Procurement executives anticipate staffing problems to persist throughout 2023; 41% of respondents to the Strategic Planning Guide 2023 highlighted that skills shortages as barrier to success while the same proportion considered a lack of dedicated headcount as an impediment.
A well-automated, data-savvy function may not only help secure the efficiencies that teams seek: CPOs also increasingly recognise that such a structure poses more attractive proposition for attracting – and retaining – valuable personnel, while leaving them less susceptible to disruption if important individuals are ultimately lured to pastures new.
“Data can help challenge, get our buyers doing the creative work that they want to do and work for the company and can help us retain our buyers by innovating what we’re doing in procurement, giving people those new skills,” Warrick Matthews, CPO at Rolls-Royce’s civil aerospace operations, told delegates at WPC in June.
“Talent is a real issue. We really have to fight to keep our people, develop them and give them the offering that they deserve in a hybrid-working environment.”
Investment in talent a boon for costs
Despite its fall from the top spot, it does not mean that CPOs have abandoned cost-cutting entirely. Indeed, it occupies fourth position on the list in this year’s report. And in terms of how the function is appraised within the wider firm, cost savings remains the measure against which the overwhelming majority of CPOs (93%) say their function is benchmarked.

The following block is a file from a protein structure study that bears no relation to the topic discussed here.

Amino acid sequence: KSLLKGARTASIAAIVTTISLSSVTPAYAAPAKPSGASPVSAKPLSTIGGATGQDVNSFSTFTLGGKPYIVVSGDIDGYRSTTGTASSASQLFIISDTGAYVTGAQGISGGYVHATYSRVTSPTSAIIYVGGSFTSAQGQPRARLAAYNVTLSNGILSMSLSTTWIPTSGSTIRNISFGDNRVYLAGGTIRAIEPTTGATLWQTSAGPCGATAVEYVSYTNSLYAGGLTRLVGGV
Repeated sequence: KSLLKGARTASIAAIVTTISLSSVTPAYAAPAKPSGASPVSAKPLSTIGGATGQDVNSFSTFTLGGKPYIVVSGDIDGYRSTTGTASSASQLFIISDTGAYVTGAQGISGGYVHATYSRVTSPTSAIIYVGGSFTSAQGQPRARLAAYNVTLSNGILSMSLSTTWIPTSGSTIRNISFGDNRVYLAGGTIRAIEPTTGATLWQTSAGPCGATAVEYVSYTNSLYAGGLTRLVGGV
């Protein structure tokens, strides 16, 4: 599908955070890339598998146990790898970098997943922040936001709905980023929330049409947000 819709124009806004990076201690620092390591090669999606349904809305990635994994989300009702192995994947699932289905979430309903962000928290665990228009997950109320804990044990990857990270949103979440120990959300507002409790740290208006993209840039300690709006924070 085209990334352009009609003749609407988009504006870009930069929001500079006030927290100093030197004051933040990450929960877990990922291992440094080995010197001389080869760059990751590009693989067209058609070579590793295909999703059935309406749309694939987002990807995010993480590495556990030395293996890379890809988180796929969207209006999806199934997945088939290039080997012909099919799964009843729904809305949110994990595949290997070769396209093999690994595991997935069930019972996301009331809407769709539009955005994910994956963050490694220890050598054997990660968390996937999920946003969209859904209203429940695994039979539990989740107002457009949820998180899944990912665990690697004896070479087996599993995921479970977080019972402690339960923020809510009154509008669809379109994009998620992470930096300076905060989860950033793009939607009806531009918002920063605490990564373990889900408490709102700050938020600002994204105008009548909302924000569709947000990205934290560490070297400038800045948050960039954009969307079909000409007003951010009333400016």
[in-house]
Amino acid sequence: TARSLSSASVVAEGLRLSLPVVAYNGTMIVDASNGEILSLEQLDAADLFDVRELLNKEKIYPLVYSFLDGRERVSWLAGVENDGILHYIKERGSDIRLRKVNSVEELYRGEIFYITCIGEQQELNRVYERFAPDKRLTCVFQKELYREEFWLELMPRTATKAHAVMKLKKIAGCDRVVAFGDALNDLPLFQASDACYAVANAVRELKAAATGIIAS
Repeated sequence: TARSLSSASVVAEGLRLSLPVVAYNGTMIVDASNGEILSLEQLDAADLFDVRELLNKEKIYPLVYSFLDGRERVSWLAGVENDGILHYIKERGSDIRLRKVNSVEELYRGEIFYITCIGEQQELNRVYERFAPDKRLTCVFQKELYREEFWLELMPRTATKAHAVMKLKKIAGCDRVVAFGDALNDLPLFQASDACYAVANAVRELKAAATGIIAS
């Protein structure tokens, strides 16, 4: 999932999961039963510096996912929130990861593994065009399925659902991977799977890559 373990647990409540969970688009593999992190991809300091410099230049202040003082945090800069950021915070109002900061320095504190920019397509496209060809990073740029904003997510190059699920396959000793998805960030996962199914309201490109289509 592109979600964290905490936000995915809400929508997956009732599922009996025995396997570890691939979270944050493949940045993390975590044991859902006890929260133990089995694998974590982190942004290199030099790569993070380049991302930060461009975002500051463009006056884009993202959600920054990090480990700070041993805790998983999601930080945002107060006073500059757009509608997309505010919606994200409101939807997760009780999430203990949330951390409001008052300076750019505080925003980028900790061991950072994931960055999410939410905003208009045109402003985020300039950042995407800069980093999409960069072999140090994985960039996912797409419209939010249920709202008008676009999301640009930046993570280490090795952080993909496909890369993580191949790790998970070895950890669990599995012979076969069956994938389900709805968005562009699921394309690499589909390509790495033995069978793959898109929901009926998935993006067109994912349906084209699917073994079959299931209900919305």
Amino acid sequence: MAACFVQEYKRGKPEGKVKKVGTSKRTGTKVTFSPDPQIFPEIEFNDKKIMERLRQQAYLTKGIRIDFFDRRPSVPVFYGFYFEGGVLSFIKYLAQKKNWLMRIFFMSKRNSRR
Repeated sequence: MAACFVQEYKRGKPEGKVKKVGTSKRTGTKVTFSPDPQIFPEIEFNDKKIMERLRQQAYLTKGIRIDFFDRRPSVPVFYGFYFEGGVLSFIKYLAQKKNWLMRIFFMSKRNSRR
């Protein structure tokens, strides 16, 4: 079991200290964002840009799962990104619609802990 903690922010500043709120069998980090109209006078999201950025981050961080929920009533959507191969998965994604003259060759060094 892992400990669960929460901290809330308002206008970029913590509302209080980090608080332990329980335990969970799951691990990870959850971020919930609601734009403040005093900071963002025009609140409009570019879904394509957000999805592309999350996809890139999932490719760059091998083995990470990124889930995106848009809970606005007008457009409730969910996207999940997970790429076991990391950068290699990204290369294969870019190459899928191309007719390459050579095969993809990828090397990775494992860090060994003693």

Yet defining cost savings can require a different approach than has traditionally been the case, given an environment in which scarcity and other fundamentals remain a threat to supply. As Melani Wilson Smith, CPO of PepsiCo, told a Procurement Leaders call organised in association with G100 and World 50 earlier this year: “The conversation needs to shift from the total cost to the optimised cost of the supply chain. When you think about the cost of not being on the shelf, that creates a very different conversation.”
Taking this opportunity cost into consideration, it helps add further insight as to why CPOs’s priorities may have shifted. By focusing chiefly on people and skills, as well as targeting efficiencies and reducing supplier risk, cost benefits – of multiple definitions – ought to follow.
“It’s a natural consequence: if you have great people who are well trained, commercially astute, they are good at talking to suppliers, innovation, business partnering, making it happen, then the money is going to come out,” one CPO told Procurement Leaders. “So, instead of focusing on effects, we need to focus on causes. That is where talent and people development is critical.”
If you join as a Procurement Leaders member, you can read the full research from this year’s Strategic Planning Guide, access detailed case studies and connect with your peers on what they are doing to develop talent within their team.